At present, surgeons usually recommend a radical surgical exploration and excision of the affected tissue along the bullet path [7]. The extent of tissue destruction and wound contamination along the bullet path has, however, not been sufficiently analyzed. Most recommendations are therefore based on clinical experience and not on systematic scientific research.

To systematically analyze gunshot injuries, various models illustrating permanent cavity, projectile fragmentation and injuries have been described in literature [8, 9]. Forensic gelatin has proved to be the most appropriate material for examining the temporary cavity. The present model provides significant findings in the field of terminal wound ballistics and permits conclusions to be drawn about the surgical procedures required.

Since the tissue removal procedure in bacteriological testing can lead to wrong results or require invasive examination of the specimen, a non-invasive procedure would offer considerable advantages. However, there is no such systematic direct test procedure at present. A specific model simulating bacteria by means of a metal powder which is radio-opaque and permits non-invasive multi-slice CT has therefore been established.

Korac et al. [10] have already used computed tomography (CT) as a non-invasive procedure to analyze different issues using gelatin blocks. Subsequently, other authors have also carried out CT and CBCT scans for clinical and systematic analyses; but the potential for systematic testing offered by gelatin blocks is far from having been fully exploited.

The present paper therefore aims to illustrate wound contamination caused by a variety of high-velocity projectiles in a reproducible and easily presentable manner using gelatin blocks, which are an established instrument in the field of wound ballistics, and to systematically analyze the depth to which bacteria penetrate in different types of gunshot injuries.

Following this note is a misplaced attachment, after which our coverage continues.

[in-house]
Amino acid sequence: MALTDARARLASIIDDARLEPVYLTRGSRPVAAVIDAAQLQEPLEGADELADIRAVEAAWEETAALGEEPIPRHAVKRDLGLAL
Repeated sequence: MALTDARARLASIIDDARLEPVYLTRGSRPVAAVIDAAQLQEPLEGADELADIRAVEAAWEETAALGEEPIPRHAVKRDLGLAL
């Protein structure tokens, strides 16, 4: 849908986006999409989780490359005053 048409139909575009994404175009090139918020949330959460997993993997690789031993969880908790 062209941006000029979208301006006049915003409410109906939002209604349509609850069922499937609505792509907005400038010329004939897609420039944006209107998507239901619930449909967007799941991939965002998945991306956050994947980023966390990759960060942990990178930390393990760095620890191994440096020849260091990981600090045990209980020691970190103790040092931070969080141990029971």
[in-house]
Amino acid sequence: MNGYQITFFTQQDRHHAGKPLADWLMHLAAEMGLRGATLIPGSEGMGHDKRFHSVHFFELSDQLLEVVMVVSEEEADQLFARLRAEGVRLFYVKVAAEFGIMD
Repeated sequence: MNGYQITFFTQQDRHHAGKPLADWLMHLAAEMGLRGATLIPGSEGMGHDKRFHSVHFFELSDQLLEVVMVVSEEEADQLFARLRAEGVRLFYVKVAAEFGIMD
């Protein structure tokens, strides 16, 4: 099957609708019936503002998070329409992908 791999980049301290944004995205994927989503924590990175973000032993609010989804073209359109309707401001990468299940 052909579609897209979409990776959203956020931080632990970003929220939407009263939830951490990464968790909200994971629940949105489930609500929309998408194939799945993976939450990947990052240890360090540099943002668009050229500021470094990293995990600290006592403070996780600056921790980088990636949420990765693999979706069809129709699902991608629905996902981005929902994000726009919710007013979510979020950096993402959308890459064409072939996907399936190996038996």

Materials and methods

Study protocol

The studies were performed using a rifle (Tikka, Riihimäki, Finland) with a barrel length measuring 60 cm. Soft point or full metal jacket bullets of the same weight and comparable kinetic energy (v0 = 1096 m/s) were used as ammunition (.222 Winchester).

The tests were conducted with a firing apparatus that included a dust chamber and a rifle support (Figure 1). For each test, 5.0 g barium titanate dust (Aldrich, Steinheim, Germany) with a grain size of 3-6 μm was inserted into the dust chamber. Three air pressure valves, which were linked to an air compressor, were attached to the dust chamber (at the bottom, on the right and on the left). The gelatin blocks were fixed directly behind the dust chamber in the direction of fire.
Figure 1

Schematic assembly of the firing apparatus with the rifle support (A), dust chamber (B) and air pressure valves (C).